Obama’s Corporate Framework May Create Double Tax, Camp Says

President Barack Obama’s suggestion that businesses reporting income on individual returns could be taxed more like corporations amounts to a “double tax,” House Ways and Means Chairman Dave Camp said.

Camp, a Michigan Republican, made the comments today at a committee hearing in Washington that focused on how closely held businesses should be treated in a U.S. tax code overhaul. These firms pass through their income to the owner’s individual tax return, allowing them to pay taxes on that income at the individual rate instead of the corporate rate.

In Obama’s proposed corporate tax revisions, which the administration released on Feb. 22, he said large companies are “increasingly avoiding corporate tax liability by organizing themselves as pass-through businesses.” Republicans maintain that such businesses are often small and should be protected. The tax treatment of these businesses will be an important element of any tax code overhaul in Congress.

“Isn’t it better to have fewer business entities subject to double taxation?” Camp said at today’s hearing.

Obama’s hasn’t proposed a threshold at which pass-through businesses should be taxed in a way that would be similar to corporations.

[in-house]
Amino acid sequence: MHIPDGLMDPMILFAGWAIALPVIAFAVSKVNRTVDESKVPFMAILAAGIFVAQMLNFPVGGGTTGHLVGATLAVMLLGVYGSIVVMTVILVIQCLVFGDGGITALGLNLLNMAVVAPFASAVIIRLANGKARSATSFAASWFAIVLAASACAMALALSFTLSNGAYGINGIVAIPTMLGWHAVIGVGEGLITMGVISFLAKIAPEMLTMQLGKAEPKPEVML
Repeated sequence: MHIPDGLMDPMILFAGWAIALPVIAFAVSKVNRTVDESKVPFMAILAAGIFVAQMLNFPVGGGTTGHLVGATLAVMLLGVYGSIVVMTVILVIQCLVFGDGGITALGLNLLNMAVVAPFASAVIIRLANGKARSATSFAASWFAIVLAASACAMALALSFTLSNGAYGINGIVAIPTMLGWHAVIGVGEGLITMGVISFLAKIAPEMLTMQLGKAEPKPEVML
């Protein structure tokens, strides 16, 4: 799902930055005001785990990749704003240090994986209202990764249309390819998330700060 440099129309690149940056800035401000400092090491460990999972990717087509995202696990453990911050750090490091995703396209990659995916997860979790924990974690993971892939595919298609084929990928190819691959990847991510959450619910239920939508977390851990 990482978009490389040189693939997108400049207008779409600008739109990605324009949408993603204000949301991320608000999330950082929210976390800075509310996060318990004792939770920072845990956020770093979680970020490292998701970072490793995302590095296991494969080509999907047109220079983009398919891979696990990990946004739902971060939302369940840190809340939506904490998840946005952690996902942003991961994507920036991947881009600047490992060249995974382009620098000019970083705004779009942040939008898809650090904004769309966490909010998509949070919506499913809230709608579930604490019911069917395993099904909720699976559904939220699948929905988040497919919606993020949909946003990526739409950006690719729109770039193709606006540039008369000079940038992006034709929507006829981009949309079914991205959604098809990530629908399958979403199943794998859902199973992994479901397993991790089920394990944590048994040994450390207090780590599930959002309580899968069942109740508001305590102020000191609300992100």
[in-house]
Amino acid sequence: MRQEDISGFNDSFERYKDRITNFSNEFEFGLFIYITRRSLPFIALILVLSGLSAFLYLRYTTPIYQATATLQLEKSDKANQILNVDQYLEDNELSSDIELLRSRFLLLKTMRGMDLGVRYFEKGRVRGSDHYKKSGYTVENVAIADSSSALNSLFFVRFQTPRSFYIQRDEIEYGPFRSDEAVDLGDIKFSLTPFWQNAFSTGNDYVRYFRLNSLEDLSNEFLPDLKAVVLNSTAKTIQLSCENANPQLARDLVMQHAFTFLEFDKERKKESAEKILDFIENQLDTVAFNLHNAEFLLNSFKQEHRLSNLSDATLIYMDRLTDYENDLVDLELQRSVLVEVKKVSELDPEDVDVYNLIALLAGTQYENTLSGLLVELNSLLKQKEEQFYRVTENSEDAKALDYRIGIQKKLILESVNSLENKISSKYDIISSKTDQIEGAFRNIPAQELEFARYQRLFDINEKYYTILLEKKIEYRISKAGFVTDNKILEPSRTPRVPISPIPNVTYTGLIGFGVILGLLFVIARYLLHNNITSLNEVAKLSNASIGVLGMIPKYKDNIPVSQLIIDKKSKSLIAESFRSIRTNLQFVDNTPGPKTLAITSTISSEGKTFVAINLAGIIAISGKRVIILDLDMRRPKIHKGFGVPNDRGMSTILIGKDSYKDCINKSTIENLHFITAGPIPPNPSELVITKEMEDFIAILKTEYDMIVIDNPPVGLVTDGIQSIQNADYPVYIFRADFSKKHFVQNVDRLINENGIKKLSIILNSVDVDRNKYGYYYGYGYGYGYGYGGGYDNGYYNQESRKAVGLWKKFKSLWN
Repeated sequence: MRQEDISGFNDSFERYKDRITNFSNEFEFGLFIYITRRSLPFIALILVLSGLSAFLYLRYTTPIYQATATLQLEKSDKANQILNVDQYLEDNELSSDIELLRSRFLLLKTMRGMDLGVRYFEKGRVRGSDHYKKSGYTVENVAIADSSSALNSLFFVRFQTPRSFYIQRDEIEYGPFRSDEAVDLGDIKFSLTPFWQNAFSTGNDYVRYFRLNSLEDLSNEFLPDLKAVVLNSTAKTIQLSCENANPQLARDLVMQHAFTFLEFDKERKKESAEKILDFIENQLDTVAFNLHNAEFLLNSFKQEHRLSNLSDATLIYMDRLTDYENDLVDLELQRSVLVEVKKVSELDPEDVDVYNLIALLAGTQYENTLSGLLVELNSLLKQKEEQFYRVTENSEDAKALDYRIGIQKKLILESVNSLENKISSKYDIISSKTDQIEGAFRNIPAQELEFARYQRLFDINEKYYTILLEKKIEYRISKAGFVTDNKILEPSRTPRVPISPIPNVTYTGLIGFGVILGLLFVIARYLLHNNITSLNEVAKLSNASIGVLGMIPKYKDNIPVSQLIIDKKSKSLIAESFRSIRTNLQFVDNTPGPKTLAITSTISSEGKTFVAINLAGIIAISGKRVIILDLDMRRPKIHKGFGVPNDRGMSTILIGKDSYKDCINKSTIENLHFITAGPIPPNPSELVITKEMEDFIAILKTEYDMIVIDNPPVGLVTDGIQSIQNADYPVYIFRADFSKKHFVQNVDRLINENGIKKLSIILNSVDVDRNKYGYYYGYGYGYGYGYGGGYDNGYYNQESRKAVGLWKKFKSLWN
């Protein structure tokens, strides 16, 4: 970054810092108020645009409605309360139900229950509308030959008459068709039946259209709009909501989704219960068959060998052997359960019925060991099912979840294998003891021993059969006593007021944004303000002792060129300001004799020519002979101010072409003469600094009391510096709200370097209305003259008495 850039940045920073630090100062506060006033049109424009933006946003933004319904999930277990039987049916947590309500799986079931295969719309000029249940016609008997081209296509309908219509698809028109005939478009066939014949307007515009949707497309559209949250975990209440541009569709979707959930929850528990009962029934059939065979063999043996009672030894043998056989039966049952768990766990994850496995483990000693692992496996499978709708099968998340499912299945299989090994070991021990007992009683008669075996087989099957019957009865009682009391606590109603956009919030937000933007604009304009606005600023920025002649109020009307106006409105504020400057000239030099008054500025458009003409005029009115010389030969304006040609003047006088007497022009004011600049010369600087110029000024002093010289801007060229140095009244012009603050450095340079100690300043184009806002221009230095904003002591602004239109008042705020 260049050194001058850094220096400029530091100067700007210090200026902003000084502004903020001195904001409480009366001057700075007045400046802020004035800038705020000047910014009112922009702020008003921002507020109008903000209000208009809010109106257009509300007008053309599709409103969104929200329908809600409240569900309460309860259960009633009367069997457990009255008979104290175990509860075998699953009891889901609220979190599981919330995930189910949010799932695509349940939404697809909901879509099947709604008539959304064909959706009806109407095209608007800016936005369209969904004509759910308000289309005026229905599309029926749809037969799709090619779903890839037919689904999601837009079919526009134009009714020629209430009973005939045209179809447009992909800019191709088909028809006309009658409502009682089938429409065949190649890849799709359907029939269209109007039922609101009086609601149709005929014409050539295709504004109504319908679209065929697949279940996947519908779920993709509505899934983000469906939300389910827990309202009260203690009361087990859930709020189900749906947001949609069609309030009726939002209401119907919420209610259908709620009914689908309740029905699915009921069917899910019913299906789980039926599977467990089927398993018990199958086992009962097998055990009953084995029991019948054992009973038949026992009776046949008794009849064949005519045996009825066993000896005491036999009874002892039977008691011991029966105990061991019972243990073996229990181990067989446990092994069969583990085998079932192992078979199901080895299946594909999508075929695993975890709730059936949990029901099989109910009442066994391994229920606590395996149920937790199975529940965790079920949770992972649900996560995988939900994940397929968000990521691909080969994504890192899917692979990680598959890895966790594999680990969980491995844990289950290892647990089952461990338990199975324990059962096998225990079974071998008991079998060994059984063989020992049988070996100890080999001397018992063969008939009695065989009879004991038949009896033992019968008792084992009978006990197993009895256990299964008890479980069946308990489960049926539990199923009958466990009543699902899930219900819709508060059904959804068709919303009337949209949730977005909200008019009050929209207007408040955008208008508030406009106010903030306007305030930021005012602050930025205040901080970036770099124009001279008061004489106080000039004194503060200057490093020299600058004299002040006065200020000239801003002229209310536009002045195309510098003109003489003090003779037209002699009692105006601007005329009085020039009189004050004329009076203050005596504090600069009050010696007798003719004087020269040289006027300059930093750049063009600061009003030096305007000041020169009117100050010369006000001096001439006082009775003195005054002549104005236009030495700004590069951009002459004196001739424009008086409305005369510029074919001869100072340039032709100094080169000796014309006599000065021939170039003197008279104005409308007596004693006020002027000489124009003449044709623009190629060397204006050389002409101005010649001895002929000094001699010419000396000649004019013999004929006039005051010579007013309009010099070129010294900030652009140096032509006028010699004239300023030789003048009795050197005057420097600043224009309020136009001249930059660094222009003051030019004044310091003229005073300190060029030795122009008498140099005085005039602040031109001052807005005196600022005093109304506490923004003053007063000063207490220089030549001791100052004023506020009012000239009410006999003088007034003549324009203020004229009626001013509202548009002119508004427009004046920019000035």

Republican Concerns

Camp’s objection to taxing pass-through businesses more like corporations reflects the longstanding concern among Republicans that corporate income is taxed twice. Income is taxed first, they emphasize, at the corporate level and again when it is distributed in the form of dividends.

Mark Smetana, the chief financial officer of Naperville, Illinois-based Eby-Brown Co., which is a pass-through business, said Obama’s suggested changes would hurt his company.

“That would decrease our opportunities in terms of reinvestment and growth,” he told the panel today.

Representative Sander Levin of Michigan, the committee’s top Democrat, said the characteristics of pass-through businesses have evolved over the years and warrant scrutiny.

“It used to be that pass-throughs were a reasonable proxy for small businesses,” he said. “This identity is breaking down.”

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